I begin to engage my students with writing really before they can read English properly. My first step is through their pictures. Quite often I get them to draw in class, perhaps what they did at the weekend, or a visit we made to the zoo, or the theatre.  Once they finish their picture, I get them to tell me a little about it (not quite ‘That’s lovely dear – what is it?’, but fairly close sometimes), and in that way I can engage their oral skills and help with vocabulary. Once we have talked about the picture, I get them to suggest a title for it – this usually comes out initially in Spanish, but again I help them with the language until they can say it in English – and then I write it on the picture for them. Although they are using me as a scribe, the words are ultimately theirs, so from a broad perspective, they are creating their own written texts. As they are learning to write in their mother tongue, their curiosity in the written word is acute, and quite often they try to copy the title which I have written for them. Whether they do it well or not at this stage is not important, what is important is that they develop a feeling of ownership of a written text. To this end, it is important to display their work, so that they can show it to their other teachers and to their parents.

Imagen3

Once the students have begun to learn to read in English, the creation of texts can also become more complex. At this stage, the main problem we come across is that the students are still mastering the mechanics of writing and so any writing the students do will be painfully slow. for this reason, I sometimes prefer to give them the words written on individual cards, so that they can create their texts without worrying about the mechanics. One activity I have done is to give the students the words from one of the reading books they have been working on (we use the Oxford Reading Tree series). In groups, the students work to recreate the text of the story they have worked on. Once they have done this, they are encouraged to create different sentences using the same words, trying to make a new story.

In the next post in this series, I will examine how we can incorprate writing into our CLIL classes, particularly science.

Can English native speakers adapt to a lingua franca world?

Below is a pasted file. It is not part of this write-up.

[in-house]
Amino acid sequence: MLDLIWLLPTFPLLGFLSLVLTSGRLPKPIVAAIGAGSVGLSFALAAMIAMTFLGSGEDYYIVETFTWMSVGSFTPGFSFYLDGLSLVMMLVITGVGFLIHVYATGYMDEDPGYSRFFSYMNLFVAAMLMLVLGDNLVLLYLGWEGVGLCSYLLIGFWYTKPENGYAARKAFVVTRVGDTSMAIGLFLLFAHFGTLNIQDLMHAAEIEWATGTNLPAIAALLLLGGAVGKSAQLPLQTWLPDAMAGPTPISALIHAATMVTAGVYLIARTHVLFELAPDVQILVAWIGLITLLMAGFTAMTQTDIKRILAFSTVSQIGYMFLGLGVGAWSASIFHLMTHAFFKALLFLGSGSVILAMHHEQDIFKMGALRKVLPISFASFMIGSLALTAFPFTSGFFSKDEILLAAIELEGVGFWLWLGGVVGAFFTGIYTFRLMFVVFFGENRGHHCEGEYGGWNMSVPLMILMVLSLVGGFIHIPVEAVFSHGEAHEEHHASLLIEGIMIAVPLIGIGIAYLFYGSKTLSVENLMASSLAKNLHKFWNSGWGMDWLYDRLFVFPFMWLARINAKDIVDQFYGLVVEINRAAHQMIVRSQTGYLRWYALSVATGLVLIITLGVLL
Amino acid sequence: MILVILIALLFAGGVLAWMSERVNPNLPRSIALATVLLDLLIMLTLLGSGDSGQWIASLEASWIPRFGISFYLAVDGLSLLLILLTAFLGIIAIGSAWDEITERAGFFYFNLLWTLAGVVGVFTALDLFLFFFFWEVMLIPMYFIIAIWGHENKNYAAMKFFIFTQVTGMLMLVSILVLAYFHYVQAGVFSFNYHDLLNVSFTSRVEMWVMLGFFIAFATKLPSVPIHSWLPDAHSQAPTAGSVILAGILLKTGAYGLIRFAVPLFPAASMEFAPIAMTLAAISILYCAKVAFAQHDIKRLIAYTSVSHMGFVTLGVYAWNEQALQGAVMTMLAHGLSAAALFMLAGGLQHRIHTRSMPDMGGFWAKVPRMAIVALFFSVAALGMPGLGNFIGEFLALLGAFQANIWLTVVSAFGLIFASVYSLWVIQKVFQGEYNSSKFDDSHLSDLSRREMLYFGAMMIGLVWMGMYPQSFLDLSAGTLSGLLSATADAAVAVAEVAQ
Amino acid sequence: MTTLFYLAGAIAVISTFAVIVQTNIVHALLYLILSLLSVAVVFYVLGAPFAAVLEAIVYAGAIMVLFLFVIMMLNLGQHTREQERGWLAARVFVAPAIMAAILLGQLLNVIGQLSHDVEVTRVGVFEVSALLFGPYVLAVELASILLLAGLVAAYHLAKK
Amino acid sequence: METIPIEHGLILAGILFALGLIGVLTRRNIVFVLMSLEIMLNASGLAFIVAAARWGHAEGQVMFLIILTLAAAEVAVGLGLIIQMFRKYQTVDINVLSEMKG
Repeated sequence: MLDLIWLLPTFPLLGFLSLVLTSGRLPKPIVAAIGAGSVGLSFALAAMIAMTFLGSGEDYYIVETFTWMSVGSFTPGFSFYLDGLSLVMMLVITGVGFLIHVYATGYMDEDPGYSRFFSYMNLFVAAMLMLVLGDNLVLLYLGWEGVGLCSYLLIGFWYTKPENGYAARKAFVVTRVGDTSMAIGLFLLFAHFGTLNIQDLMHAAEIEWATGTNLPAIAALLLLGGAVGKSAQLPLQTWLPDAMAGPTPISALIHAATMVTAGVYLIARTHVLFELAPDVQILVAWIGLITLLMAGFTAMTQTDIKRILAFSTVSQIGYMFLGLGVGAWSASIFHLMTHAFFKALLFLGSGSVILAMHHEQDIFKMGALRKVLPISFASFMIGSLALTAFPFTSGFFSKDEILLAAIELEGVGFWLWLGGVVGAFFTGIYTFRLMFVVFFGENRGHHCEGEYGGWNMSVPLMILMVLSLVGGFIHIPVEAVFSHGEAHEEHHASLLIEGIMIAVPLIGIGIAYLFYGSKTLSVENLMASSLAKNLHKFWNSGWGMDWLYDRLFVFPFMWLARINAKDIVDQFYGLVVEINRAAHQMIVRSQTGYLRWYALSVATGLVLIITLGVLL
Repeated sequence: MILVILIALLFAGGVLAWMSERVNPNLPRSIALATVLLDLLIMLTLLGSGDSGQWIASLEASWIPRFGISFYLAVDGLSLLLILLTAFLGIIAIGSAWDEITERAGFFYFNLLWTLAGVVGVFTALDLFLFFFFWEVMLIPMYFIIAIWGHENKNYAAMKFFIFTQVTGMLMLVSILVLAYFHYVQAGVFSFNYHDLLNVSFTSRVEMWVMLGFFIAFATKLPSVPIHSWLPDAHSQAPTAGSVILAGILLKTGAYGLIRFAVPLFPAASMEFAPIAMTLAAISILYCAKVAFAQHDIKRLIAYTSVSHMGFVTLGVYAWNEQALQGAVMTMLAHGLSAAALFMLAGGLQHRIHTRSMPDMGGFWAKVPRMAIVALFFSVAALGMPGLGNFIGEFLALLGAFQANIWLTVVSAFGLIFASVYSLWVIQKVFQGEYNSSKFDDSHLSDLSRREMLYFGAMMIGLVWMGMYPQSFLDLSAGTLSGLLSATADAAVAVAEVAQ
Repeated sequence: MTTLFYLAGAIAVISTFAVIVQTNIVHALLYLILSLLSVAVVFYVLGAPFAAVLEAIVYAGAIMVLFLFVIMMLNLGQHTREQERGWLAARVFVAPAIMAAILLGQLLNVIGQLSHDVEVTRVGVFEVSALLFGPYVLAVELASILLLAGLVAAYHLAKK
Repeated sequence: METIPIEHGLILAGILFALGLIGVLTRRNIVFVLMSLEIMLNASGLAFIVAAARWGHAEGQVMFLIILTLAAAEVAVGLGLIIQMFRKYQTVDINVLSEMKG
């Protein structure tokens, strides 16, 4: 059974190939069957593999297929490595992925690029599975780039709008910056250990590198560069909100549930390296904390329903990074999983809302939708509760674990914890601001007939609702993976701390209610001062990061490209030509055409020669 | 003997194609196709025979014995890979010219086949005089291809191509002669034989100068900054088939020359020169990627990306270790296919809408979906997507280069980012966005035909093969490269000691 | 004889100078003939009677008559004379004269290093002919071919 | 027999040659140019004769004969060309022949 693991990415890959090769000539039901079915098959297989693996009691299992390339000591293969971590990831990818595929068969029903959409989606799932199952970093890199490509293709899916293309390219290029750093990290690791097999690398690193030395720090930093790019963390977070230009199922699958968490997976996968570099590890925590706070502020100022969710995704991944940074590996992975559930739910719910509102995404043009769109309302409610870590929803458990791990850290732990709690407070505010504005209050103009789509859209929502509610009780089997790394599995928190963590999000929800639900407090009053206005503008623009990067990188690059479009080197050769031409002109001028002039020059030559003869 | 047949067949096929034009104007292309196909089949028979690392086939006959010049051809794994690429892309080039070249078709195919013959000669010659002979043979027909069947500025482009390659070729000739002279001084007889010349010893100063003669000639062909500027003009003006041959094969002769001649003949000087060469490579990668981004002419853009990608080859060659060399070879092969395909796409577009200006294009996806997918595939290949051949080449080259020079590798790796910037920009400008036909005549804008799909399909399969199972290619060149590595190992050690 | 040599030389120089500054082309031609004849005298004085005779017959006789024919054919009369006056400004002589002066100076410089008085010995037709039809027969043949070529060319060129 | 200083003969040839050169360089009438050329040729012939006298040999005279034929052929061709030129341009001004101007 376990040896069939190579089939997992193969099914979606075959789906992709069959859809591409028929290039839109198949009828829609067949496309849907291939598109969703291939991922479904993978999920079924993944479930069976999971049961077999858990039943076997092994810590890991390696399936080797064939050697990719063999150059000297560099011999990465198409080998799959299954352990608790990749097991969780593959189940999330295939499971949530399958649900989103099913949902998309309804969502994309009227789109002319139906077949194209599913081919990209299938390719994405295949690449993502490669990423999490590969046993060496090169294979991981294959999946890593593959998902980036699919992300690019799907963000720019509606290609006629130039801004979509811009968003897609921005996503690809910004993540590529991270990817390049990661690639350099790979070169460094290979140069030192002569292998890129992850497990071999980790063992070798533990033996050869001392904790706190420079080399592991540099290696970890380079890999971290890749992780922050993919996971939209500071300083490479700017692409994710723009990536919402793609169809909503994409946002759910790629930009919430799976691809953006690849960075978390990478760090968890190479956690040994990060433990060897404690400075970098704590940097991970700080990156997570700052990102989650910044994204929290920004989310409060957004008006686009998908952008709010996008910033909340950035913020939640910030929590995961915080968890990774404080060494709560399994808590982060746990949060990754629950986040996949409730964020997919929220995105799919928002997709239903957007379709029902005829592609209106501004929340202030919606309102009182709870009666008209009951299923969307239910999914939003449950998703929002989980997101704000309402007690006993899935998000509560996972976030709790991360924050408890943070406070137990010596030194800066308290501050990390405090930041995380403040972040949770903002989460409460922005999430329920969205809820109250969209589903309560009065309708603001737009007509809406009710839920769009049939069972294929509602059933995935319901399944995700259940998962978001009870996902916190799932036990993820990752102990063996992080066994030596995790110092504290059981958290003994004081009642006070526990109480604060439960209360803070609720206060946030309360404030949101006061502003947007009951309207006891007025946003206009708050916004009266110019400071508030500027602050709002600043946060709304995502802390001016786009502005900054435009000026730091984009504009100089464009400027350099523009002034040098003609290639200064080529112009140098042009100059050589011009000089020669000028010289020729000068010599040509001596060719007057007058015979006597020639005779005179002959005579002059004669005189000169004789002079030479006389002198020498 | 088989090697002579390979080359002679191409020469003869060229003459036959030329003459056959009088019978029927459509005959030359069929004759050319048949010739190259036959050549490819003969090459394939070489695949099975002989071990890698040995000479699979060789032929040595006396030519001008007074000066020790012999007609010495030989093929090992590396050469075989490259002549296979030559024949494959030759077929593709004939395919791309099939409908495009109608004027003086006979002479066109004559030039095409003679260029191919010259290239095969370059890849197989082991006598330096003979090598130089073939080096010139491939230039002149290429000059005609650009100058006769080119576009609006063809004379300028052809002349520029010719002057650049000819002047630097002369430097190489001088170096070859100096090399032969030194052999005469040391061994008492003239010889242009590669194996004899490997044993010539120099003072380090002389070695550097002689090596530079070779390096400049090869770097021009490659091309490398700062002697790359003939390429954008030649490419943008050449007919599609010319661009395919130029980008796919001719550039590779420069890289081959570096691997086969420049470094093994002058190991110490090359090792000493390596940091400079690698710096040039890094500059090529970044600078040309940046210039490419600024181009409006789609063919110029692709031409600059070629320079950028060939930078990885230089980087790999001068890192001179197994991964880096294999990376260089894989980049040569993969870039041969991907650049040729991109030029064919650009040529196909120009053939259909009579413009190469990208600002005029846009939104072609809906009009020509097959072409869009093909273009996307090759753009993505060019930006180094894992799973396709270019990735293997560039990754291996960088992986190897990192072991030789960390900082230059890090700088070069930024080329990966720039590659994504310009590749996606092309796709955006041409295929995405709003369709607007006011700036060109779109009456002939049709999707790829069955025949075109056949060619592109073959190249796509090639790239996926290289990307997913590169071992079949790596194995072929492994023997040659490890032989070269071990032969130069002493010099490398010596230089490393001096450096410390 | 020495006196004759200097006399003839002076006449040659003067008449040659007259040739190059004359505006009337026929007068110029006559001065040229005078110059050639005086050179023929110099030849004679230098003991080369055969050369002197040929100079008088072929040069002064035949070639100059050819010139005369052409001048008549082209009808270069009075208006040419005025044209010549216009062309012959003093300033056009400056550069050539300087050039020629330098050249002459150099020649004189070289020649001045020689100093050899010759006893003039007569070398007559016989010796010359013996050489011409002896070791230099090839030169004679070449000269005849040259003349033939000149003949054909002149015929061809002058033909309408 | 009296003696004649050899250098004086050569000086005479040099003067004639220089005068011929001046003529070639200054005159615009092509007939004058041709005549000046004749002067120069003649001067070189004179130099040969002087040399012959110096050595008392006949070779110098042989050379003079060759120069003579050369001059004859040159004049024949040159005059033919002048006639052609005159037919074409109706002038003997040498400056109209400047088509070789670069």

Here is an article which discusses the position of the native speaker in an ELF world. A very interesting perspective.

ELFA project

Academia is a world of its own. Linguistic controversies are fought among scholars with little interest from the outside world. There was outrage in response to early propositions that English used as a lingua franca (ELF) should be studied as a legitimate form of English in its own right, and not as perpetually deficient “learner language”. Yet, the ELF world outside kept communicating, and 15-or-so years since the pioneers of ELF research fought their early battles, academics are gradually recognising the uncontroversial and obvious linguistic reality around them.

While academia moves at the speed of, well, academia, I’ve always had more hope for business. English as a lingua franca of business (BELF) is nothing new, and as with academic ELF, there are English native speakers in the mix. How do they adjust to their ELF surroundings? People in business are motivated by money, which motivates efficiency, which motivates doing things…

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Identity in foreign language learning and teaching: why listening to our students’ and teachers’ voices really matters | TeachingEnglish | British Council | BBC

See on Scoop.itDavid Bradshaw ESOL

RT @TESOLatMQ: Identity in foreign lang learning and teaching: why listening to our s’s and t’s voices really matters #TESOL #AusELT http://t.co/mezjqq8R7P

David Bradshaw‘s insight:

This addresses a very serious issue in ELT.

See on www.teachingenglish.org.uk